Consumer Energy Alliance Report: Georgians Saved More Than $16B over 10 Years Thanks to Lower-Priced Natural Gas
Thursday, February 7th, 2019
Thanks to increased energy production and safer, state-of-the-art technologies – which together have decreased the price of natural gas – Georgian families, businesses and farmers collectively saved more than $16 billion between 2006 and 2016, according to a state report by Consumer Energy Alliance (CEA), with calculations developed by Orion Strategies.
Households saved over almost $6 billion while commercial and industrial users saved more than $9.9 billion, combined, the report, titled, “Georgia Residents Benefit from Affordable Natural Gas,” revealed. CEA presented its findings today at the Georgia Chamber to their Government Affairs Committee, in Atlanta.
The analysis details how the national and local energy revolution has helped Georgia energy consumers increase disposable income, adding to job growth and economic investment while helping to revitalize communities. It also details how Georgia’s lack of availability to local and state resources creates a reliance on energy infrastructure to ensure that affordable energy can be delivered to the state. As a result, it’s critical families and businesses work with local and state governments to guarantee that current, and future, Georgians can count on domestic energy and a robust pipeline network to deliver energy to their homes and businesses.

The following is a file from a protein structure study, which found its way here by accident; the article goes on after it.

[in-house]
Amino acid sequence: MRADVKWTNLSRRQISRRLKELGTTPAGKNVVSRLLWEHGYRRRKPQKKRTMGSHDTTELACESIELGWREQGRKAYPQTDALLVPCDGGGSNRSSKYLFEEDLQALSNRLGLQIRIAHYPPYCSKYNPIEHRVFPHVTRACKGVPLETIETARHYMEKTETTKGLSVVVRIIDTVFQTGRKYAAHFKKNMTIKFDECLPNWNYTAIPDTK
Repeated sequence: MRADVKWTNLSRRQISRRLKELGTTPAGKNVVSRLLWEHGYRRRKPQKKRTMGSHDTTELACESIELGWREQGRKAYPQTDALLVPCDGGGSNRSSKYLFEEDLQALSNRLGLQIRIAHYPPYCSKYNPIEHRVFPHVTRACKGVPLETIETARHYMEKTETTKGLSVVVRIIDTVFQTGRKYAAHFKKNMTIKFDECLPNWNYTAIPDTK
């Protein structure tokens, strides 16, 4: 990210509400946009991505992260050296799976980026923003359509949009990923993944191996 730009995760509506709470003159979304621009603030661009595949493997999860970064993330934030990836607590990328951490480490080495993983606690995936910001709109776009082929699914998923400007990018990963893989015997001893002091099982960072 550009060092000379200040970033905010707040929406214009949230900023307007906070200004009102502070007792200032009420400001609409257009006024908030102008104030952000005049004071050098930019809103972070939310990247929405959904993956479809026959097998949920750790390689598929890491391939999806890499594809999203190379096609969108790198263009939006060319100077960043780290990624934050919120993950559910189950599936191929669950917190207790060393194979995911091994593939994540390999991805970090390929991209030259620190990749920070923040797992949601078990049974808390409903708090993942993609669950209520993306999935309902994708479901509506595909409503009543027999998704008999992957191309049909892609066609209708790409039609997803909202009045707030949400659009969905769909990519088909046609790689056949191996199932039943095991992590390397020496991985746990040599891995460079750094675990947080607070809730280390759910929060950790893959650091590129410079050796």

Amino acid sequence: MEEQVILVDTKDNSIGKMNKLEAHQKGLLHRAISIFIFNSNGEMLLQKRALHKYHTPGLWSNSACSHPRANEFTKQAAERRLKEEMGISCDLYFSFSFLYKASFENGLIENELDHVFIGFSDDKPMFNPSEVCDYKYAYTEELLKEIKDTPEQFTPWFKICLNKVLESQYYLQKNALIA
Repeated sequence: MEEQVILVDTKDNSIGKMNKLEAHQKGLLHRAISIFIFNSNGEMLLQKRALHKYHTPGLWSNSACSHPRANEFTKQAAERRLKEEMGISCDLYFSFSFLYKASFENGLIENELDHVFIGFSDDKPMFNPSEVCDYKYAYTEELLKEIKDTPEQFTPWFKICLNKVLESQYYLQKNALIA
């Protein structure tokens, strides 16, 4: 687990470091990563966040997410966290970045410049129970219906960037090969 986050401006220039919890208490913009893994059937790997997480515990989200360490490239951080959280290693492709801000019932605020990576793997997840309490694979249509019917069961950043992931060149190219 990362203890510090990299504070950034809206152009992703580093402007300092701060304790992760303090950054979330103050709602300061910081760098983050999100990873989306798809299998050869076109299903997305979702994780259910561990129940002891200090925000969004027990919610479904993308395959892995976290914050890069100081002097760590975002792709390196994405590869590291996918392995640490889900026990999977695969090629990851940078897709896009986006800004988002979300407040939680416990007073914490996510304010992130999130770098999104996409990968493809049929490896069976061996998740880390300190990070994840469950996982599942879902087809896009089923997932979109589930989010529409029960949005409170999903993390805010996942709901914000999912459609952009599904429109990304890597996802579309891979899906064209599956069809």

Highlights from the report include:
On average, each resident spent $3,022 to meet their energy needs in 2016. For the nearly 15 percent of the state’s population living at or below the poverty line, this translates to almost one-quarter of their income going toward energy expenses.
Georgia consumers saved more than $16 billion in energy costs between 2006 and 2016. Residential users saved more than $6 billion; commercial and industrial users together saved more than $9.9 billion.
The oil and natural gas industry contributed 142,700 jobs and accounted for more than $7.5 billion in wages in Georgia.
In all, oil and gas provide more than $13.7 billion to Georgia’s state economy. That includes employee compensation, proprietors’ income, income to capital owners from property and indirect business taxes.
The state does not currently have any crude oil or natural gas production. In recent years, developers have been investigating potential energy resources in the Conasauga Shale, in northwest Georgia.
Georgia is among the top 10 petroleum-consuming states, with its transportation sector accounting for 90 percent of consumption. Its industrial sector is Georgia’s second-largest user of petroleum products.
From 2000 to 2017, nationwide emissions of key pollutants have decreased, including nitrogen oxides (by 52 percent), sulfur dioxide (by 83 percent), volatile organic compounds (by 19 percent) and fine particulate matter (by 37 percent).
“Access to energy supports just about everything we do across Georgia. It fuels our cars and trucks and cools our homes during the hot, humid summer months,” Kevin Doyle, CEA’s Georgia Director, said. “That’s why it’s crucial that Georgians work with local and state governments to guarantee that families and businesses can continue to count on domestic energy and the pipeline networks that deliver it to our homes and businesses. We cannot take it for granted.”
Doyle added: “We should protect our access to reliable, affordable energy resources to preserve our state’s economic well-being. While Georgia’s agriculture industry directly impacts our state, so too does the energy industry, and it’s not only farmers and ranchers. Energy from clean, abundant and affordable natural gas has saved both families and businesses in Georgia almost $16 billion between 2006 and 2016.”